Pratt v. Bd. of Ed. of Uintah Cty. Sch. Dist.

Annotate this Case

564 P.2d 294 (1977)

Alma Glenn PRATT, Plaintiff and Respondent, v. BOARD OF EDUCATION OF the UINTAH COUNTY SCHOOL DISTRICT, Defendant and Appellant.

No. 14469.

Supreme Court of Utah.

May 4, 1977.

*295 Merlin R. Lybbert and George A. Hunt, of Worsley, Snow & Christensen, Salt Lake City, for defendant-appellant.

Michael T. McCoy, A.M. Ferro, Salt Lake City, for plaintiff-respondent.

MAUGHAN, Justice:

Plaintiff brought this action against the Board of Education of the Uintah County School District, hereafter defendant. Plaintiff sought damages for breach of contract, and reinstatement to his teaching position. His prayer for relief was granted. We affirm. Costs to plaintiff. All statutory references are to U.C.A. 1953.

Plaintiff was employed by defendant as a tenured teacher at the Whiterocks School. He had taught there for a period of fourteen years. He was informed in the spring of 1973 that Whiterocks was being closed, and he must make a written application, if he desired to continue employment with defendant. In a letter, dated April 1, 1973, plaintiff applied for a teaching position at the new school, which was being constructed to replace Whiterocks. The superintendent, employed by defendant, spoke with plaintiff and expressed concern about plaintiff's experience with team teaching. This technique was to be used at the new school. Precisely what occurred at this meeting became an issue of fact, which was resolved by the jury adversely to defendant.

Plaintiff was not given a contract for the 1973-1974 school year. After exhausting his administrative remedies, pursuant to the Utah Orderly School Termination Procedures Act, Chapter 51, Title 53, as enacted 1973, plaintiff filed his action.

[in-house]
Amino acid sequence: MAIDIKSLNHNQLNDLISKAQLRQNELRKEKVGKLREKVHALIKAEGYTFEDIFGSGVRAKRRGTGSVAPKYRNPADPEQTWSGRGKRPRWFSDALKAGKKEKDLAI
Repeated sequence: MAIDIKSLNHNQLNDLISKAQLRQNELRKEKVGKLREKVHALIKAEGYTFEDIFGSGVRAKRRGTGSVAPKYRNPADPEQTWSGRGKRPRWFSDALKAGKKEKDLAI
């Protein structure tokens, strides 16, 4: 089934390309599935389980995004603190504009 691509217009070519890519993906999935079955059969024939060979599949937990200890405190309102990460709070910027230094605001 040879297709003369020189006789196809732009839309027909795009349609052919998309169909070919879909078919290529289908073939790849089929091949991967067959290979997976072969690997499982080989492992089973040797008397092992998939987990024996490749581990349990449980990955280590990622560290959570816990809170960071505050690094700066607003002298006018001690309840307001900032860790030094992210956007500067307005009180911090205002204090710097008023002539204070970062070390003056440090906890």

His claim for breach of contract was predicated on a policy of defendant, incorporated by reference into plaintiff's employment contract. Under this policy, the board had the right, when it was necessary, to decrease the number of tenured teachers. However, a tenured employee was not to be dismissed; while a non-tenured employee was retained, or employed, to render a service the tenured employee was certificated and competent to render.

There is no dispute between the parties that plaintiff was a tenured teacher and that non-tenured teachers were employed by the district to perform services, plaintiff was qualified to render. Defendant's sole defense to the asserted breach was that plaintiff had voluntarily resigned. This issue was submitted to the jury which by special verdict found plaintiff had not resigned.

Defendant asserted unsuccessfully in a motion to dismiss and a motion for summary judgment that plaintiff's claim was barred for failure to comply with the notice provision of Sec. 63-30-13, as enacted 1965, of the Governmental Immunity Act. The trial court ruled the act did not apply to this case. Defendant contends such a ruling was erroneous.

Under defendant's theory, which it asserted before the trial court, timely compliance with Sec. 63-30-13, required plaintiff to file his notice of claim of breach of contract, within ninety days after the superintendent informed him his contract was terminated. The parties disagreed as to whether the date plaintiff was so notified was April 27 or May 11, 1973. Defendant's position was plaintiff did not file a notice of his claim, which complied with the requirements set forth in Scarborough v. Granite School District,[1] until September 24, 1973. Since this was more than ninety days after the alleged oral notice of termination, even if it were assumed to have occurred on May 11, 1973 as claimed by plaintiff, defendant asserted plaintiff's claim was barred as a matter of law.

The trial court did not err in its ruling as applied to the facts of this case. In making this determination the court had before it the pretrial order with a statement of uncontroverted facts. They were: